Science is a wonderful field of study — one we pretty much owe all of modern civilization to. But its endless possibilities mean that while many great discoveries have come from scientific curiosity, so have many evil, terrifying prospects that could either spell doom for all living beings on Earth, or are just plain scary. One such instance of boundless curiosity was on display at a San Jose meeting of the American Association for the Advancement of Science, where scientists urged making active contact with aliens.
Already in the midst of discussing the message that Earth would send to extra-terrestrial life forms in space, researchers at the Search for Extra Terrestrial Intelligence (SETI) Institute have, for more than 30 years, been using radio telescope facilities to listen for signals from outer space, reported BBC. Though there has so far been no sign of aliens, who knows what an open ear cocked at the depths of space for another 30 years or so might find?
Dr. Seth Shostak, director of the SETI Institute, told the English news agency that some people at the organization want to broadcast something out to nearby stars, because (and this is chilling),
[M]aybe there is some chance that if you wake somebody up you'll get a response.
Thankfully, Shostak acknowledged the dangers of such a reckless feat. He said:
A lot of people are against [an active search for aliens] because it is dangerous. It is like shouting in the jungle. You don't know what is out there; you better not do it. If you incite the aliens to obliterate the planet, you wouldn't want that on your tombstone, right?
No doubt about that, doctor. But this bizzarely serious endeavor — not entirely unlike something out of a sci-fi film — isn't the only crazy undertaking that humans have considered or already conceived. Some other things that could actually happen in our lifetimes, according to science, include:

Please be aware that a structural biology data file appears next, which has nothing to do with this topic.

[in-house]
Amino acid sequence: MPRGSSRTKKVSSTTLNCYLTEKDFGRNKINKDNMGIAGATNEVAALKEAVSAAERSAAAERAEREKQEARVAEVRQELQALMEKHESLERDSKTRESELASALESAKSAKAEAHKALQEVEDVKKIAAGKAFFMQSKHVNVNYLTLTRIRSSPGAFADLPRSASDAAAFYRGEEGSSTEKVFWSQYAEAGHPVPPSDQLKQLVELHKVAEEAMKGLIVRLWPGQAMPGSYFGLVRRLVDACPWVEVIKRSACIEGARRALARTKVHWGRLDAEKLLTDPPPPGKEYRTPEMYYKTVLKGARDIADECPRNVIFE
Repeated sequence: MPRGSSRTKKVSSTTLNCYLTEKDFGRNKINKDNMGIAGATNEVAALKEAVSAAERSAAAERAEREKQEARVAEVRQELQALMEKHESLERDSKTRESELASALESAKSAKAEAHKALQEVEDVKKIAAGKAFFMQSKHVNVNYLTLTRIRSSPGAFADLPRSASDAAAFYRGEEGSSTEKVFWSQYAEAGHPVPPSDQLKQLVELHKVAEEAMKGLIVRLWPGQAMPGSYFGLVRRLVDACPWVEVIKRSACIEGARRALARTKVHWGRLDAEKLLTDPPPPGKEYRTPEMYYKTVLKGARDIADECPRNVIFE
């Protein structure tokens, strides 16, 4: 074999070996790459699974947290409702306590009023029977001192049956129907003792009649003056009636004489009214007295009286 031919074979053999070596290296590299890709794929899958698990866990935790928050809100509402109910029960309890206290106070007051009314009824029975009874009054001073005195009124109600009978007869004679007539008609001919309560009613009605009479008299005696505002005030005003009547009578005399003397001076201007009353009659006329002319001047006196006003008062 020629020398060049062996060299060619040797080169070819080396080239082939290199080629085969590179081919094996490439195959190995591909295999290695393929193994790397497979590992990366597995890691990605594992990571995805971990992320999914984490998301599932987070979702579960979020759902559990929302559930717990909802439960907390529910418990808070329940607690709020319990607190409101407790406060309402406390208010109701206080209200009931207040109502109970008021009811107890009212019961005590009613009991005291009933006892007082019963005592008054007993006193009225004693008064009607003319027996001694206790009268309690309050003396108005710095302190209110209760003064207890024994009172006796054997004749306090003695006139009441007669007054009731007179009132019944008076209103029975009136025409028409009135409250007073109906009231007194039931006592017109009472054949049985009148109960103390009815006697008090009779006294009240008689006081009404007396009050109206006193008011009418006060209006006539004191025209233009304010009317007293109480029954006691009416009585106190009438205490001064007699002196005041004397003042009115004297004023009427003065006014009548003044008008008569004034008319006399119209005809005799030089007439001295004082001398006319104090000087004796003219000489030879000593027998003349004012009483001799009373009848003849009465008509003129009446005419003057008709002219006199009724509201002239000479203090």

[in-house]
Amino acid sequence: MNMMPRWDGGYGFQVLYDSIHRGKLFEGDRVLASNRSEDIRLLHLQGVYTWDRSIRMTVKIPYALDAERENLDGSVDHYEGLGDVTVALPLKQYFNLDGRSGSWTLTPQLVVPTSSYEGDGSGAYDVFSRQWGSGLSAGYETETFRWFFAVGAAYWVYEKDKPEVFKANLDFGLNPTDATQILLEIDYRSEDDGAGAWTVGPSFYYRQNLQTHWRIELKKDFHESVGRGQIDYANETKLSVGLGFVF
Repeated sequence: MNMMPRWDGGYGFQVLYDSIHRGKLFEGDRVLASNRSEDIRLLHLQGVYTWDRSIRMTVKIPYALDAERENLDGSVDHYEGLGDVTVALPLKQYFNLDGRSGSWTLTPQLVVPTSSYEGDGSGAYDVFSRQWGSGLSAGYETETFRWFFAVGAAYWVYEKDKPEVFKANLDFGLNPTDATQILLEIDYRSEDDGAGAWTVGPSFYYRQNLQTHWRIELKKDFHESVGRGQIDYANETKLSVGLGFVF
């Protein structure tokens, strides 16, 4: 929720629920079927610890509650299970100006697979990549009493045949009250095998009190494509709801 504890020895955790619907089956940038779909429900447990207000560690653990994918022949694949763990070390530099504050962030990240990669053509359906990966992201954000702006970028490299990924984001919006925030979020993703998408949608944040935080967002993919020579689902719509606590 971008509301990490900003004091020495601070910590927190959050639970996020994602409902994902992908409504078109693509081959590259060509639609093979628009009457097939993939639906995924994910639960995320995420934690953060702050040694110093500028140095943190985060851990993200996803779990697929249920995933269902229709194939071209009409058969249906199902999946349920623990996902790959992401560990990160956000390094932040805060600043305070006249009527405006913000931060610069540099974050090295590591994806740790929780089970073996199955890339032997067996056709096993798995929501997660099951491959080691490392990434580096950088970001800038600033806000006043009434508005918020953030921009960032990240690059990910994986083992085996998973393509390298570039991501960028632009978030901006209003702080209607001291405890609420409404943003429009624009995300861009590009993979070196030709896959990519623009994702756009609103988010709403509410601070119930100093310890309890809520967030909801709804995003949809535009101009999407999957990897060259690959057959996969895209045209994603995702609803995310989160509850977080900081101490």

AI Robots Taking Over The World
OK, is it just me, or is everyone else just as terrified of the possibilities of artificial intelligence? As James Barrat's book, Our Final Invention: Artificial Intelligence and the End of the Human Era, argues, self-preservation and resource acquisition may be inherent within systems that possess a certain degree of intelligence.
Put simply, robots, if smart enough, could eventually take over the world in a bid to keep resources for itself to survive. So long, humanity.
Earlier this year, scientists moved the Doomsday Clock's minute hand a whole two minutes closer to midnight, a symbolic motion indicating that we are all closer to the destruction of Earth. Their reasons? Climate change and nuclear weapons. That's right — we might not be in the Cold War era anymore, but board member and director of the Proliferation Prevention Program, Center for Strategic and International Studies, Sharon Squassoni, told CBS News:
Since the end of the Cold War, there has been cautious optimism about the ability of nuclear weapon states to keep the nuclear arms race in check and to walk back slowly from the precipice of nuclear destruction. That optimism has essentially evaporated in the face of two trends: sweeping nuclear weapons modernization programs and a disarmament machinery that has ground to a halt.
And speaking of climate change...
Thanks to global warming, forest fires have increased at an alarming rate, which in turn, have been re-distributing radioactivity leftover from the Chernobyl disaster, the worst nuclear power plant accident in all of human history.
Climate change also leads to a rise in global temperatures and the accelerated rise of sea level and subsequent loss of sea ice — all of which are happening, and will continue to happen if it isn't curbed.
The only thing scarier than a drone is one that's armed with nuclear bombs. Though it's not a reality yet, over worry that a military commander could lose control of a nuclear-armed plane (holy crap), the air force is currently working on an unmanned combat aerial vehicle that carries nuclear weapons. Yeah — pretty soon humans may be able to carry a nuclear bomb over a village/city/country from the comfort of his or her military base. But let's hope we're smarter than that, eh?
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